There are numerous secular recovery programs that help many people to reform their lives. But only Jesus Christ gives us an entirely new life. That new life is one of total transformation from darkness into “light in the Lord” (Ephesians 5:8). We must make sure we don’t stop short of this goal.
When is a thief no longer a thief? When he stops stealing? Society, the world, and our culture might settle for that response. But Paul provides a higher standard. A thief is no longer a thief when he not only has stopped stealing but also is seeking hard work as a means of sharing with those in need (see 4:28).
Paul offers many similar contrasts in this passage. Most of us can probably find our “former way of life” and our “old self” (4:22) in his writings. However, running down the road to recovery while looking over our shoulder results in a lot of unnecessary bruises. So as we advance down the road of recovery, it’s crucial that we also identify our “new self.”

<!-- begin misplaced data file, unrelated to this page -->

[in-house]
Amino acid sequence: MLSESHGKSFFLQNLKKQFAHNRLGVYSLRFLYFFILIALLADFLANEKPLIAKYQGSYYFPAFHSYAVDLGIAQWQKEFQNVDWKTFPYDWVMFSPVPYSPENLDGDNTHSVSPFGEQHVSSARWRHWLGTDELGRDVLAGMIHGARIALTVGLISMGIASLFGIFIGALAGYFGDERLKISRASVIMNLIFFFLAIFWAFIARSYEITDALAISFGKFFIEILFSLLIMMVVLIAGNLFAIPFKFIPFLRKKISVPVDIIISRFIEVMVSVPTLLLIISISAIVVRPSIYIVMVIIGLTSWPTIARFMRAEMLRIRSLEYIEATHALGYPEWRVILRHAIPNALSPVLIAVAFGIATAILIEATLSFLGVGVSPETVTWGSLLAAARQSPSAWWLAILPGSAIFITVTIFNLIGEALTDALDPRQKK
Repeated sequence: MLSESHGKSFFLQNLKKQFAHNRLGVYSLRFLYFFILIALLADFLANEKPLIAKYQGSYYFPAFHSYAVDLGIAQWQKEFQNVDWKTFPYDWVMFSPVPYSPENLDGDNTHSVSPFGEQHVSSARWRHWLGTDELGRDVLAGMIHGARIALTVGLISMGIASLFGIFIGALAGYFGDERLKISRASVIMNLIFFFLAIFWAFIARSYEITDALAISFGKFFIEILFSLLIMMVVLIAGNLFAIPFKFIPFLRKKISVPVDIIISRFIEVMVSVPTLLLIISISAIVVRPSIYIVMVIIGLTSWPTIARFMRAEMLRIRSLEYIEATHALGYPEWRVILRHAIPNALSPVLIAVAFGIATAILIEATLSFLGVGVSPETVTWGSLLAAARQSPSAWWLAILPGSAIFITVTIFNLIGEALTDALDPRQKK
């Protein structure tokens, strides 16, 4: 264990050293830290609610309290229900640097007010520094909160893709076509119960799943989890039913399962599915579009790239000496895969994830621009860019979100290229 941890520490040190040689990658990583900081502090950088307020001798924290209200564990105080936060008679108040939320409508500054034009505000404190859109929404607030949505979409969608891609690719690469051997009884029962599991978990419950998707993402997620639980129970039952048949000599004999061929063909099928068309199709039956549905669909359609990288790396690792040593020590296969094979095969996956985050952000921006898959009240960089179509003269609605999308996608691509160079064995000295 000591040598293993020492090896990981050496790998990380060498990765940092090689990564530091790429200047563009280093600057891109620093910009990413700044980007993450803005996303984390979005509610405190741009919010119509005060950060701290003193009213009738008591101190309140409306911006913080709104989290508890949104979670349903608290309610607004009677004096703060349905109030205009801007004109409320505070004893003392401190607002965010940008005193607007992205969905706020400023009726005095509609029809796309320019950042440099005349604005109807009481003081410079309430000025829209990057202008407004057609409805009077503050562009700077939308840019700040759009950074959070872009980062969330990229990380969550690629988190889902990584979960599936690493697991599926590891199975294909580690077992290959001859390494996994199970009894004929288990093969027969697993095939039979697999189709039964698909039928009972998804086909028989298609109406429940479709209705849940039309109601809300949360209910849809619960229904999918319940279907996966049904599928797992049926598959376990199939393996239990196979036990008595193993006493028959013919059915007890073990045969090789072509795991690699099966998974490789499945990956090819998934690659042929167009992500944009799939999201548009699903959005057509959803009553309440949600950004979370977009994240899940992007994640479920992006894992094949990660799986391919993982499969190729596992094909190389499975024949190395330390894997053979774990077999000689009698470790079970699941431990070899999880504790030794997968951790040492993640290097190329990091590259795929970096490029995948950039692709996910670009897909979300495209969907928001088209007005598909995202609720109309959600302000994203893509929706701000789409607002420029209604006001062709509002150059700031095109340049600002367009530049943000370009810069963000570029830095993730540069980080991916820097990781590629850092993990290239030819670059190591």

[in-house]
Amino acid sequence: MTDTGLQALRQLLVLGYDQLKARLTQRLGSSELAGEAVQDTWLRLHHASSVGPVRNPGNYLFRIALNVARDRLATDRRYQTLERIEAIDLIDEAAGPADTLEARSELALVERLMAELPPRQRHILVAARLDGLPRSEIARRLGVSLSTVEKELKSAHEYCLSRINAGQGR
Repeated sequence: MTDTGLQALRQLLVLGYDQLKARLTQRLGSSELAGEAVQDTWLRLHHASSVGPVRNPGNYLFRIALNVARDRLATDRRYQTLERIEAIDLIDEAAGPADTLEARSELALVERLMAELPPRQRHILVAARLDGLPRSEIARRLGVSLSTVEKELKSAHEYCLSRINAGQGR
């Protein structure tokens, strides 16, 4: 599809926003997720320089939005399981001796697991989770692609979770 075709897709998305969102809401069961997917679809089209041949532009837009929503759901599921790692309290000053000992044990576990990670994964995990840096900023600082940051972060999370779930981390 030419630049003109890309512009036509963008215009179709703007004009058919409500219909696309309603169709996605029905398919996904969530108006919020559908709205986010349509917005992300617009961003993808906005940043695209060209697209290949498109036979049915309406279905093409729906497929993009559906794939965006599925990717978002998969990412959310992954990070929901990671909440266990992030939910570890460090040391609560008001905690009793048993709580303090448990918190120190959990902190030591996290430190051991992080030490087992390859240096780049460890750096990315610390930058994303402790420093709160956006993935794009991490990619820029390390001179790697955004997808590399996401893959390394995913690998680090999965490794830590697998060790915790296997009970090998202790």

Recovery is forward-looking. We entered recovery in the first place because we’ve experienced the damaging dangers of the darkness (see 4:17-19). Every single child of the light was, after all, like ourselves, “once darkness” (5:8). We’re discovering that we can “put off [our] old self . . . to be made new . . . created to be like God in true righteousness and holiness” (4:22-24). We are in the process of becoming an accurate reflection of God. Our goal is to “live as children of light . . . and find out what pleases the Lord” (5:8, 10).